Protests against mining of lithium by the Lichu River in Kangding, Tibet

Beginning from 2005, in Minyak Lhagang the lithium-mining operations by Ronda Lithium Co, have caused polluting and killing fish in the Lung River, affecting water and livelihood of Tibetans. Many local protests have led to halt the plant temporary.


Description

In the last years beginning from 2005, the lithium-mining operations, in the area of the Kargyaka (Ch: Gajika) site near Balang village in Minyak Lhagang (Ch: Tagong), Dartsedo County ( Ch: Kangding) in Karze Prefecture, has caused  many Tibetan villagers protesters against the company Ronda Lithium Co Ltd, for polluting and killing fish in the Lung River, a tributary of Nakchu/Yalong river, the biggest river that merges with Yangtse downstream. [4] [5].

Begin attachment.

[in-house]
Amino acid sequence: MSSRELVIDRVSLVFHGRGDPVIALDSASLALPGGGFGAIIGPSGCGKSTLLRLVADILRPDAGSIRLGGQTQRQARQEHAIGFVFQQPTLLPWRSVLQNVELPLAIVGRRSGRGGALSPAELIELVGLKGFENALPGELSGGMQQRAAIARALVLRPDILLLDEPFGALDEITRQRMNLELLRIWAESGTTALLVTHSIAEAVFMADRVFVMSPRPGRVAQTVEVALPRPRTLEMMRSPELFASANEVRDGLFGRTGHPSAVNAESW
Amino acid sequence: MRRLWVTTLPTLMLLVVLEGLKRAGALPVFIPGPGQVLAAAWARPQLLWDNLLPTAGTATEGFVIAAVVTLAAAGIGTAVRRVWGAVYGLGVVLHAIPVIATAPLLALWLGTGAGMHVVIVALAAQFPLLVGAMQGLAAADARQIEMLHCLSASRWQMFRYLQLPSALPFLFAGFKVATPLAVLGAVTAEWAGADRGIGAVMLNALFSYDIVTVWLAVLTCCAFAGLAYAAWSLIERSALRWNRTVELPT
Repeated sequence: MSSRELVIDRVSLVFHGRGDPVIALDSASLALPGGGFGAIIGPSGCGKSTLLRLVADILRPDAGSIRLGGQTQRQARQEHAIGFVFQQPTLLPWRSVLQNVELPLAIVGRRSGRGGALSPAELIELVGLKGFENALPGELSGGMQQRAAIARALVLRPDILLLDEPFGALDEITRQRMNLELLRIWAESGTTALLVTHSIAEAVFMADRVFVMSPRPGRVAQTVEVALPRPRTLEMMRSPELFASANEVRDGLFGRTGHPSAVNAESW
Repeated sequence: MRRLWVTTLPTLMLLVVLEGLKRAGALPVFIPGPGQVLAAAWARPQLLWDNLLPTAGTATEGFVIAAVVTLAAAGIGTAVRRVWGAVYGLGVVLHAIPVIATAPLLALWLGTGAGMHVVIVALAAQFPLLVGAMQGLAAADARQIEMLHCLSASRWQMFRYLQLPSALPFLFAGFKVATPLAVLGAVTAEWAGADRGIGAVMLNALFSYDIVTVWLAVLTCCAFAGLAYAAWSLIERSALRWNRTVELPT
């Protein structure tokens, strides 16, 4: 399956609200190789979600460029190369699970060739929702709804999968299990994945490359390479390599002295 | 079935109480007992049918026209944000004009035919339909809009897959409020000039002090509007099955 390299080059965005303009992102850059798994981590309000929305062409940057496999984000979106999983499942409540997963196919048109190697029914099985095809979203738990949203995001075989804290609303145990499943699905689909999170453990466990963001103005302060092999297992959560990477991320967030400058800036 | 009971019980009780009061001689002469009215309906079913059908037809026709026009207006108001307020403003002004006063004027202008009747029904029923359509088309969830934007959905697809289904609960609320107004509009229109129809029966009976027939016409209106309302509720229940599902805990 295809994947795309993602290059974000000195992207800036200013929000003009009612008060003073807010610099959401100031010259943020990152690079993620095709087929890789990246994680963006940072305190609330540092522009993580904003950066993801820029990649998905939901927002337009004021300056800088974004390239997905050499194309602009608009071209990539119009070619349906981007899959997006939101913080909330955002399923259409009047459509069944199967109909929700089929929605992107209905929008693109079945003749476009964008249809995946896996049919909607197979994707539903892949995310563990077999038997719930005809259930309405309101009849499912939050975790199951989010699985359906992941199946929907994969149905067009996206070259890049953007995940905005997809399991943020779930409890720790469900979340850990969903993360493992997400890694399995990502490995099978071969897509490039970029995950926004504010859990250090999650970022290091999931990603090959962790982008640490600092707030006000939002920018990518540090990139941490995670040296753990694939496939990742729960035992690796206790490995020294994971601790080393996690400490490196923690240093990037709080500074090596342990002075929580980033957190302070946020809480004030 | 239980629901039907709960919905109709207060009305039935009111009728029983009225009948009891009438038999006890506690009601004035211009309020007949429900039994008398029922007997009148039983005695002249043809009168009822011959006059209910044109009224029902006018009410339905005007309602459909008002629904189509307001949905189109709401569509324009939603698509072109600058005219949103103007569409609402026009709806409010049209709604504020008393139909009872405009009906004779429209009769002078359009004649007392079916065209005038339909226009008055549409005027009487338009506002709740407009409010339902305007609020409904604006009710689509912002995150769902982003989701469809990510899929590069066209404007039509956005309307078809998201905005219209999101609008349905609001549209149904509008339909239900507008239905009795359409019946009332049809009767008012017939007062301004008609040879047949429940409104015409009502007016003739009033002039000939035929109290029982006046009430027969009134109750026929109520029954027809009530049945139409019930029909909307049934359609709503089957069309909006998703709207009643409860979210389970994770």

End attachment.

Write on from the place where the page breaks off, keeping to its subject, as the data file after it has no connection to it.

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Basic Data
NameProtests against mining of lithium by the Lichu River in Kangding, Tibet
CountryChina
ProvinceKarze Prefecture, Sichuan province
SiteLichu River in Minyak Lhagang, Dartsedo County (also called Kangding, Tachienlua and Dardo)
Accuracy of LocationHIGH local level
Source of Conflict
Type of Conflict (1st level)Mineral Ores and Building Materials Extraction
Type of Conflict (2nd level)Mineral processing
Mineral ore exploration
Specific CommoditiesLithium
Project Details and Actors